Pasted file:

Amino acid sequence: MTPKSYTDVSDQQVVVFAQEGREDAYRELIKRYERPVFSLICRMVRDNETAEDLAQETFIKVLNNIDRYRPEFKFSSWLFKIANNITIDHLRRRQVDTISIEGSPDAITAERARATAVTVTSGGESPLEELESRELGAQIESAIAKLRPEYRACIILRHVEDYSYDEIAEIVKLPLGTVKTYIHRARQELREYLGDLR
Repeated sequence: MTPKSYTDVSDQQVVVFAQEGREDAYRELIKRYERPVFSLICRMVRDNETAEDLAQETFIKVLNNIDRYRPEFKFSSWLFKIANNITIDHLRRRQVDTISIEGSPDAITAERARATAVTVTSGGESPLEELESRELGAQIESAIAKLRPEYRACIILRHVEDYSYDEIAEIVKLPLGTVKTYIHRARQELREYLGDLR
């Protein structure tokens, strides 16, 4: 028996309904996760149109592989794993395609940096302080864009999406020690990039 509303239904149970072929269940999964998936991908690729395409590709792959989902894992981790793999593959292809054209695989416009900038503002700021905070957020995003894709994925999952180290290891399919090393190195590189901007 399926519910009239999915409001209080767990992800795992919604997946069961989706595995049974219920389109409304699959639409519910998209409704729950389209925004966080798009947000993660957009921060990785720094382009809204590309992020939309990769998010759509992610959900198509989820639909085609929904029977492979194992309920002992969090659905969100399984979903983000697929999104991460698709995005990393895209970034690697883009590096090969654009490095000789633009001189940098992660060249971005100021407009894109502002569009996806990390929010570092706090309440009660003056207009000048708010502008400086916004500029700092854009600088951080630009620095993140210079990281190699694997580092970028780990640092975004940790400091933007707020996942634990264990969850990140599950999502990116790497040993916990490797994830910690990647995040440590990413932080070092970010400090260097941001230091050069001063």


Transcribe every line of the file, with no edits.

Amino acid sequence: MTPKSYTDVSDQQVVVFAQEGREDAYRELIKRYERPVFSLICRMVRDNETAEDLAQETFIKVLNNIDRYRPEFKFSSWLFKIANNITIDHLRRRQVDTISIEGSPDAITAERARATAVTVTSGGESPLEELESRELGAQIESAIAKLRPEYRACIILRHVEDYSYDEIAEIVKLPLGTVKTYIHRARQELREYLGDLR
Repeated sequence: MTPKSYTDVSDQQVVVFAQEGREDAYRELIKRYERPVFSLICRMVRDNETAEDLAQETFIKVLNNIDRYRPEFKFSSWLFKIANNITIDHLRRRQVDTISIEGSPDAITAERARATAVTVTSGGESPLEELESRELGAQIESAIAKLRPEYRACIILRHVEDYSYDEIAEIVKLPLGTVKTYIHRARQELREYLGDLR
């Protein structure tokens, strides 16, 4: 028996309904996760149109592989794993395609940096302080864009999406020690990039 509303239904149970072929269940999964998936991908690729395409590709792959989902894992981790793999593959292809054209695989416009900038503002700021905070957020995003894709994925999952180290290891399919090393190195590189901007 399926519910009239999915409001209080767990992800795992919604997946069961989706595995049974219920389109409304699959639409519910998209409704729950389209925004966080798009947000993660957009921060990785720094382009809204590309992020939309990769998010759509992610959900198509989820639909085609929904029977492979194992309920002992969090659905969100399984979903983000697929999104991460698709995005990393895209970034690697883009590096090969654009490095000789633009001189940098992660060249971005100021407009894109502002569009996806990390929010570092706090309440009660003056207009000048708010502008400086916004500029700092854009600088951080630009620095993140210079990281190699694997580092970028780990640092975004940790400091933007707020996942634990264990969850990140599950999502990116790497040993916990490797994830910690990647995040440590990413932080070092970010400090260097941001230091050069001063």